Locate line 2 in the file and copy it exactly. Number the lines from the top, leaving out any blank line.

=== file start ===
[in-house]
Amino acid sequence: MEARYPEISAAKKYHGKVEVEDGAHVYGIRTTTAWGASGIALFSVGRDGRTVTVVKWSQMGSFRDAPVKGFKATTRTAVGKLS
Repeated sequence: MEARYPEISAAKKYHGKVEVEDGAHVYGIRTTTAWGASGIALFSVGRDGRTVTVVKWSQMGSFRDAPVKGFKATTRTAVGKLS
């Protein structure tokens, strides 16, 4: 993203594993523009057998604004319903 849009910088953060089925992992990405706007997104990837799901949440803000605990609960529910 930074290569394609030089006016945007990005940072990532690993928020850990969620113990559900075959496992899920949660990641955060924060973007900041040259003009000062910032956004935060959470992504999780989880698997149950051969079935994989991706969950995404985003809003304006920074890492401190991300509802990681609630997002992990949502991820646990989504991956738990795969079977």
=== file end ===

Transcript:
Amino acid sequence: MEARYPEISAAKKYHGKVEVEDGAHVYGIRTTTAWGASGIALFSVGRDGRTVTVVKWSQMGSFRDAPVKGFKATTRTAVGKLS